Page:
Wells says no to new director
The money is in next year’s budget to hire a new community development director, but the Wells City Council is in no hurry to fill the vacancy.
In fact, the council unanimously voted Monday night to eliminate the position.
“The position we have now is not what the city needs. We do not see it as a full-time position,” says Council member Ashley Seedorf.
A three-member ad hoc committee consisting of Seedorf, Council member Ann Marie Schuster and City Administrator Jeremy Germann has been studying the past couple of months whether a new director should be hired.
The city has been without an economic development director since
Chris Elvebak resigned last June.
Before doing away with the director’s position, city officials sought advice from the League of Minnesota Cities.
Schuster says she strongly believes the city needs to hire someone but the council must first decide the type of services needed.
“What I hear from those on the EDA and HRA boards is we need someone with more marketing skills,” says Schuster. “It’s rethinking what we want.”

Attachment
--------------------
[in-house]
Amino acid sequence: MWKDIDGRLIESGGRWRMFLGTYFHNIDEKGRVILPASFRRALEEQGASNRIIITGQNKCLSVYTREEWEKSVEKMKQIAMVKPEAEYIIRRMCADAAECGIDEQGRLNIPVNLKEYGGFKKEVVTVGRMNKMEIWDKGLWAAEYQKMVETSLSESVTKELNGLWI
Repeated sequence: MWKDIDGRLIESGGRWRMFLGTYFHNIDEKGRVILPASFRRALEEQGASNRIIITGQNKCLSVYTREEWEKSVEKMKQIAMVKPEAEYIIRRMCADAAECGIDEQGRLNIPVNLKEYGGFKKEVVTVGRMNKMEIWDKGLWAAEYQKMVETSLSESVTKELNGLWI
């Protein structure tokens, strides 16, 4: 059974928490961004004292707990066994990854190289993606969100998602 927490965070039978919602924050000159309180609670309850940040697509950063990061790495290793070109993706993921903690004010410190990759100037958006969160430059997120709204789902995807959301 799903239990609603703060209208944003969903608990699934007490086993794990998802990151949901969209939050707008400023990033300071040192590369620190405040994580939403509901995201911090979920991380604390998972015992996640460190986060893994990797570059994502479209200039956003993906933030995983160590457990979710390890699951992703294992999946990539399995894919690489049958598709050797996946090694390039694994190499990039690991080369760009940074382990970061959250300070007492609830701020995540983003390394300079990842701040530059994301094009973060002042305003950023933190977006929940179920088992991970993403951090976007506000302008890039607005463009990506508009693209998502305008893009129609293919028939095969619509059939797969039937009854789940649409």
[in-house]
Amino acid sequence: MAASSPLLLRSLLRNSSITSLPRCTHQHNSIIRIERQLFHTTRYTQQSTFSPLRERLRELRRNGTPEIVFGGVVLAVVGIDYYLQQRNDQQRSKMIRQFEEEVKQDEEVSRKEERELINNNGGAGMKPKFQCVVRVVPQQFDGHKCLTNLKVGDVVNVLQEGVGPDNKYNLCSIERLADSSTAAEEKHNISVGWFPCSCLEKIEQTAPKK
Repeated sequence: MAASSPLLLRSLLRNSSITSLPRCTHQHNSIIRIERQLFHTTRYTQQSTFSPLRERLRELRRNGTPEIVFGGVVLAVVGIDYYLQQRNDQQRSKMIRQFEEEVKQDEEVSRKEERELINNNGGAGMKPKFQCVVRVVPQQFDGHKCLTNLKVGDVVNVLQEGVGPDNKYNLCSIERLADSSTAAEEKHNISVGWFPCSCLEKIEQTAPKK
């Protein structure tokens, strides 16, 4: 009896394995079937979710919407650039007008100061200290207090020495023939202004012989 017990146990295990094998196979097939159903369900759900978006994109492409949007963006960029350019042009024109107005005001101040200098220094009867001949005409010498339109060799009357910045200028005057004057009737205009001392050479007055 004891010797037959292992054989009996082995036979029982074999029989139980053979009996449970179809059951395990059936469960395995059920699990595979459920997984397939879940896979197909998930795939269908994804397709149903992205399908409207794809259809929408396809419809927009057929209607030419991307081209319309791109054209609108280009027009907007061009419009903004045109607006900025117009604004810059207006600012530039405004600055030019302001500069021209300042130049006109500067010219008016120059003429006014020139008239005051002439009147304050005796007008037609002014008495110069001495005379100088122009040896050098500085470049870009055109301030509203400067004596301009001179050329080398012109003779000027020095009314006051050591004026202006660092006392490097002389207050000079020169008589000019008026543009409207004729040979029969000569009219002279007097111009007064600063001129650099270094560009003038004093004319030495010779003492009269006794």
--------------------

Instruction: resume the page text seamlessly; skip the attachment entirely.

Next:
Germann and city staff have handled the duties, and also hired outside consultants for assistance.
“The critical services are being provided by staff,” Germann says.
The ad hoc committee is expected to develop a new job description that will spell out duties and responsibilities.
“There’s no timetable by when this needs to be done. It will be presented to the council and fine tuned,” Germann says.
In a legal matter, the city administrator told the council he will be meeting with assistant City Attorney Randel Bichler to sign paperwork regarding demolition of a grain bin owned by Frank Bros. Feed and Grain Inc.
“He’s saying we haven’t given him due process. We have to answer his complaint,” Germann says.
The city has declared the structure a public nuisance and is seeking to get a court order to have it torn down.
So far, $1,341 has been spent on legal fees and $1,000 on an engineering study to get the owner to remove the grain bin.
In other business, the council approved a 2011 tax levy of $681,109.
The amount is a 2.5 percent increase over last year, but is less than the preliminary maximum levy hike of 6.02 percent.
Despite having its state aid reduced, Germann says the city is OK financially.
“We’re on target to have a balanced budget by the end of the year,” he says.